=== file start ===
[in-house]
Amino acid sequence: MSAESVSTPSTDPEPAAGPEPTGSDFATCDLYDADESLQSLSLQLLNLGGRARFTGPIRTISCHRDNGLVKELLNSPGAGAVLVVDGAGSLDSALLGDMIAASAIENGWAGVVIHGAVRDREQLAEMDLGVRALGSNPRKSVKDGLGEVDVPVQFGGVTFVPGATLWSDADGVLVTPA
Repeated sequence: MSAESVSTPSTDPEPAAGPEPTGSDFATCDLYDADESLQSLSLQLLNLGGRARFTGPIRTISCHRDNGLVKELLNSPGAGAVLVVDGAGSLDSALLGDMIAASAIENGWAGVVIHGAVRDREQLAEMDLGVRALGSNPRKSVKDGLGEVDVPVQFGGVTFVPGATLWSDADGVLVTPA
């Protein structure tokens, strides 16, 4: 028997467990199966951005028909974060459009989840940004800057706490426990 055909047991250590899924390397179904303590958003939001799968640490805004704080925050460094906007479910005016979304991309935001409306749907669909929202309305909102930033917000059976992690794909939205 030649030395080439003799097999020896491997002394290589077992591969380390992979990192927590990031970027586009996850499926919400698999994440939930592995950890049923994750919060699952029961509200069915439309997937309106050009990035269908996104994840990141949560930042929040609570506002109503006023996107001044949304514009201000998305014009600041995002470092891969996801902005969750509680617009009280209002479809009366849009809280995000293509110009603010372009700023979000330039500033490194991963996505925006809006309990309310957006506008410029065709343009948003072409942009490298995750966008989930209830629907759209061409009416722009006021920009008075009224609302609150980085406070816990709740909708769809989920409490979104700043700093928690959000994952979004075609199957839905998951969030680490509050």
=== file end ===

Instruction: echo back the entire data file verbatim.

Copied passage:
[in-house]
Amino acid sequence: MSAESVSTPSTDPEPAAGPEPTGSDFATCDLYDADESLQSLSLQLLNLGGRARFTGPIRTISCHRDNGLVKELLNSPGAGAVLVVDGAGSLDSALLGDMIAASAIENGWAGVVIHGAVRDREQLAEMDLGVRALGSNPRKSVKDGLGEVDVPVQFGGVTFVPGATLWSDADGVLVTPA
Repeated sequence: MSAESVSTPSTDPEPAAGPEPTGSDFATCDLYDADESLQSLSLQLLNLGGRARFTGPIRTISCHRDNGLVKELLNSPGAGAVLVVDGAGSLDSALLGDMIAASAIENGWAGVVIHGAVRDREQLAEMDLGVRALGSNPRKSVKDGLGEVDVPVQFGGVTFVPGATLWSDADGVLVTPA
């Protein structure tokens, strides 16, 4: 028997467990199966951005028909974060459009989840940004800057706490426990 055909047991250590899924390397179904303590958003939001799968640490805004704080925050460094906007479910005016979304991309935001409306749907669909929202309305909102930033917000059976992690794909939205 030649030395080439003799097999020896491997002394290589077992591969380390992979990192927590990031970027586009996850499926919400698999994440939930592995950890049923994750919060699952029961509200069915439309997937309106050009990035269908996104994840990141949560930042929040609570506002109503006023996107001044949304514009201000998305014009600041995002470092891969996801902005969750509680617009009280209002479809009366849009809280995000293509110009603010372009700023979000330039500033490194991963996505925006809006309990309310957006506008410029065709343009948003072409942009490298995750966008989930209830629907759209061409009416722009006021920009008075009224609302609150980085406070816990709740909708769809989920409490979104700043700093928690959000994952979004075609199957839905998951969030680490509050």